All transhipments ports in Asia are still heavily congested with many containers being delayed for several weeks waiting for a connecting vessel and at the moment, there are no signs that this situation will be improving any time soon. Therefore, it’s highly recommended that shipments be moved on direct services wherever possible, so as to avoid these long transhipment delays, but with the way shipping is at the moment, this isn’t always possible.
Shipping Line Container Detention free times
The majority of shipping lines & origin ports are refusing booking requests for extensions of detention free time at destination. Sighting equipment shortages & demand, as reasons to return empties asap. No doubt shipping line revenue from detention is skyrocketing.
Shipping Rate increases
As mentioned in several of the above updates, freight costs are continuing to increase as vessels remain full and as space and equipment continue to be in short supply. We’re not even in our peak season as yet, so no one really knows where freight costs will end up this year, but it’s expected that unfortunately they will be considerably higher than in previous years and we’ll continue to keep you updated on this front.
The situation with airfreight to Australia is still the same with little or no change to the amount of available services to move goods by air. There are still very few passenger flights and only limited cargo services operating to Australia, so space and bookings can be quite difficult to get. Airfreight rates are also still very high and it’s expected that they will remain this way until air travel eventually returns to some sort of normal service, which still appears to be a fair way off at the moment.
CFL are now seeing FCL export bookings from AU fully booked from 6 weeks to 3 months ahead depending on the final destination. This is a situation we have not seen in decades and the days of making an FCL booking and having an expectation of it sailing within 14 days is currently no longer obtainable for our valued customers. For those that we do secure space for, please note CFL continue to see these vessels delayed, experience last minute schedule changes or port omissions with little or no notice impacting your export planning.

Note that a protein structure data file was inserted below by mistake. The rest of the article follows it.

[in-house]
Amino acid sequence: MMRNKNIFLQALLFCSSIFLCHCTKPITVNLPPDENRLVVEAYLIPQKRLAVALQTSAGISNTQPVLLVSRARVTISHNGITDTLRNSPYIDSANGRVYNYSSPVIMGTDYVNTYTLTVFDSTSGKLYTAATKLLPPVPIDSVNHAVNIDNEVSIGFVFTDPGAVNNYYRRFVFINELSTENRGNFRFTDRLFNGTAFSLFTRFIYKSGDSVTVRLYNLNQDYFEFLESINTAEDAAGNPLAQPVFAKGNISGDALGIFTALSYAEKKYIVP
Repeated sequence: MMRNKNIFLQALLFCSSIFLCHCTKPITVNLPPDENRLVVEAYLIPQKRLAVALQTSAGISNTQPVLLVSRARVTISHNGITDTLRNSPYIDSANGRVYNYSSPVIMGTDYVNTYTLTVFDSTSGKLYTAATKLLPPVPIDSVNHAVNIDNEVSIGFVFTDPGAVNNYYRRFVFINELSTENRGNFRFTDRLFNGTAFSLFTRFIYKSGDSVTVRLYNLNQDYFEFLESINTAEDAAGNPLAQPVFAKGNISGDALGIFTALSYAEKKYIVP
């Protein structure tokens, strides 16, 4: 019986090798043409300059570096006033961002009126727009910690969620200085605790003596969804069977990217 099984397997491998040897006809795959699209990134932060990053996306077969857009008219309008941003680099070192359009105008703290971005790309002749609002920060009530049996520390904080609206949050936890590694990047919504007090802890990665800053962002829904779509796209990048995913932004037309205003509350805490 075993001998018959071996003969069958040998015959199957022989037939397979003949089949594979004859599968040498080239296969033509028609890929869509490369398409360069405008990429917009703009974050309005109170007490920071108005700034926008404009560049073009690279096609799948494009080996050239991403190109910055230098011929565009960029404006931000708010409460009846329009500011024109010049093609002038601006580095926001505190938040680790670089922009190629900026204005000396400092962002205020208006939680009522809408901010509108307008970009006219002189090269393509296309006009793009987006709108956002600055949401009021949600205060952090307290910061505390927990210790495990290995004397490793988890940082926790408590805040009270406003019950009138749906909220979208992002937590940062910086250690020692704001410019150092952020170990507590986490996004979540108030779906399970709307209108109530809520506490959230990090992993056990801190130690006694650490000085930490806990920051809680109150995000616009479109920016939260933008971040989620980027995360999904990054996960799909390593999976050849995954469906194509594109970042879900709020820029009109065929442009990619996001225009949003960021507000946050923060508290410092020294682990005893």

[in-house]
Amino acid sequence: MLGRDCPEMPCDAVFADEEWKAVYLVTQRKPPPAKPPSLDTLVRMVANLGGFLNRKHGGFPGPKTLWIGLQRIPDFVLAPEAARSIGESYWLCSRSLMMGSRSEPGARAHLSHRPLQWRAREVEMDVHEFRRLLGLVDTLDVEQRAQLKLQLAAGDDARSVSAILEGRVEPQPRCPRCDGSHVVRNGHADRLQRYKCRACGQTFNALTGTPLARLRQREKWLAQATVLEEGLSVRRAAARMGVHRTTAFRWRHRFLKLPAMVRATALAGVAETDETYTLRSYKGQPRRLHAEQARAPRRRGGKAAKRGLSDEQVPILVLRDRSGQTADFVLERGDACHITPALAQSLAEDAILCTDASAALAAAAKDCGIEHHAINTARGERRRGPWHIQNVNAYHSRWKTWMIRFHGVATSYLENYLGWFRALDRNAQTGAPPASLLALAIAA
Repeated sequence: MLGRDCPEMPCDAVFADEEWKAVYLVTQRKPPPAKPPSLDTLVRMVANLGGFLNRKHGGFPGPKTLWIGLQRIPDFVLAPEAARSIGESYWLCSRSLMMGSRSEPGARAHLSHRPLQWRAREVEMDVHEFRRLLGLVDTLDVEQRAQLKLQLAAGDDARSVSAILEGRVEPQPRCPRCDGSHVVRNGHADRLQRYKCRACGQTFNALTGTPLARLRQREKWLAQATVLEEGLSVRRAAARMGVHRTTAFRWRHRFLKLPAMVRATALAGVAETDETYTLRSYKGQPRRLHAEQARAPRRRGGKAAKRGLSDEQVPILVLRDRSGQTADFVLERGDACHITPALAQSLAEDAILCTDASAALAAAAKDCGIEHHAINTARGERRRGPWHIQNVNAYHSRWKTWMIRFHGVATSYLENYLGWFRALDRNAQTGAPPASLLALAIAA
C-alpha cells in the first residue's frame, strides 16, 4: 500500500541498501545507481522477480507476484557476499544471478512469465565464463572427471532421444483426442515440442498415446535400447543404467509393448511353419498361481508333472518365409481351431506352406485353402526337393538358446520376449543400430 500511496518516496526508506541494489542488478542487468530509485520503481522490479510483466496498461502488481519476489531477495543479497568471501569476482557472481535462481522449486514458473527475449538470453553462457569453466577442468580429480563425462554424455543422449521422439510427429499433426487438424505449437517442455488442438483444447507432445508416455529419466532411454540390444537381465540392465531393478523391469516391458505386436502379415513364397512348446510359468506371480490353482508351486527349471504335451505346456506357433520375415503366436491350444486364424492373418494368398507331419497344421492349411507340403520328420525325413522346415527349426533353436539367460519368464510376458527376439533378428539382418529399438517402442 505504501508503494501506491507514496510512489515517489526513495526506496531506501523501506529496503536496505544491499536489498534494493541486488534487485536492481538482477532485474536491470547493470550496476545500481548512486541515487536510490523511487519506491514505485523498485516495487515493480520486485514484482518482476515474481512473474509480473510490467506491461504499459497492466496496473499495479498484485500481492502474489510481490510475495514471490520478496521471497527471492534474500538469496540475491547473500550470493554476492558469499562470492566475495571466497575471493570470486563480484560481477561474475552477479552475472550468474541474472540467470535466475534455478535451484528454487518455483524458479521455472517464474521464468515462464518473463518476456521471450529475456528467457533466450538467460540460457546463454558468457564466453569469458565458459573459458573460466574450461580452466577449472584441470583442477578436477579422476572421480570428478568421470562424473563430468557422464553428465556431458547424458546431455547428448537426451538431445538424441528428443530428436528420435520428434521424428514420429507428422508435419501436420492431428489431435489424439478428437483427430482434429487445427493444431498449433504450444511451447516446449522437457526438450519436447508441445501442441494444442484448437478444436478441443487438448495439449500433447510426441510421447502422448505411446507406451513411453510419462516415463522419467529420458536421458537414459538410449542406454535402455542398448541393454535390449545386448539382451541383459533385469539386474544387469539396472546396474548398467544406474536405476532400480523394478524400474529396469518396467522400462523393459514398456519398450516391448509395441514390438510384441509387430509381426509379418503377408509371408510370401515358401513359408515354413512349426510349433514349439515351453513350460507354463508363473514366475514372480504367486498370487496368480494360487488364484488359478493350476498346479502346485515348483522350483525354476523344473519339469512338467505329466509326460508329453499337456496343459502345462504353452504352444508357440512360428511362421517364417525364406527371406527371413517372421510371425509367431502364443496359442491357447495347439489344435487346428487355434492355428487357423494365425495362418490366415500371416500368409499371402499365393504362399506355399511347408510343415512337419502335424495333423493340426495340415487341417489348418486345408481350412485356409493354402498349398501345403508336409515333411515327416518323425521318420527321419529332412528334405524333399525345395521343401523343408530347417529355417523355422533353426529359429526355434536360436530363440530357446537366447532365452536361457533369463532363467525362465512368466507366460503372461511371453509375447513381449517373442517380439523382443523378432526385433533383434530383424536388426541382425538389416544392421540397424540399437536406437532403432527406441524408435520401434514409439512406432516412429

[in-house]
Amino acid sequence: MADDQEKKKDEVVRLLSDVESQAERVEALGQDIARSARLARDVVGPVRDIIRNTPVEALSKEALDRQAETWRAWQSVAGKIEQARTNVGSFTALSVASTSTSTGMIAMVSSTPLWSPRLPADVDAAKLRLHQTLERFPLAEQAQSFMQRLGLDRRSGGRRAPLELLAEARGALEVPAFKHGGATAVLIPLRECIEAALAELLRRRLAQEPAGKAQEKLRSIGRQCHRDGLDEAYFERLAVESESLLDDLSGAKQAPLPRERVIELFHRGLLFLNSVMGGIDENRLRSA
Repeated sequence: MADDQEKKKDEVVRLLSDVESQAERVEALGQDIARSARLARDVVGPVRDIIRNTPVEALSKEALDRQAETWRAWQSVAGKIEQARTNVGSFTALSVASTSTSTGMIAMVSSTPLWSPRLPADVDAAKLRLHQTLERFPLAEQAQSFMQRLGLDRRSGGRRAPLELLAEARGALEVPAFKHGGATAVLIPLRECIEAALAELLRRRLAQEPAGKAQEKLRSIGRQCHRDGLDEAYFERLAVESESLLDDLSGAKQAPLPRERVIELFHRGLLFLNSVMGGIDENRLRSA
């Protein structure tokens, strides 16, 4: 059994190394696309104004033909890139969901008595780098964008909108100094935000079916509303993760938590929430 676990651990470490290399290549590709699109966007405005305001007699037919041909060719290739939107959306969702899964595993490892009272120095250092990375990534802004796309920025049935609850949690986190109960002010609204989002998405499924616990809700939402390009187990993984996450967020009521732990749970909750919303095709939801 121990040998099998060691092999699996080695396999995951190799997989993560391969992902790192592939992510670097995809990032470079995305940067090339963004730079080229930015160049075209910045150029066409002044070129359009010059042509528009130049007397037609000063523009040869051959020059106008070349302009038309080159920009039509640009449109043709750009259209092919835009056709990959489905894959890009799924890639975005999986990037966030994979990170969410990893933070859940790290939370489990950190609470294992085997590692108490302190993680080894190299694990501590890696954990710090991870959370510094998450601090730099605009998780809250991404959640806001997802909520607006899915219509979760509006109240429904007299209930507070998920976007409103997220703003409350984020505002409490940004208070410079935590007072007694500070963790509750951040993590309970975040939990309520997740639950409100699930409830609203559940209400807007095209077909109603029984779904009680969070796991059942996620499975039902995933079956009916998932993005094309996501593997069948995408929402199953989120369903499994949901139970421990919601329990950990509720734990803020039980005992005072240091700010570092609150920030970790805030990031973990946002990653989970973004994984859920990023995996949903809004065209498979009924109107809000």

We do suggest exporters always relay this information on to your overseas customer’s to be aware of these delays to ensure transparency. It’s a very fluid situation which is changing day by day and expectations that we would see things back to normal at the end of Quarter 2 (next month) are not realistic at this time.
LCL bookings continue to remain steady and space is available for general cargo, however you may see transit times swell as shipping lines are re-routing their vessels via other ports on top of main global ports remaining congested further impacting transit times of your goods.
Air freight exports have improved in relation to transit times and available space from that we have seen earlier in the year. Albeit the transit times are better and the rates no longer continue to sky rocket as they were during COVID for the time being.
Source: Commercial Freight & Logistics Pty Ltd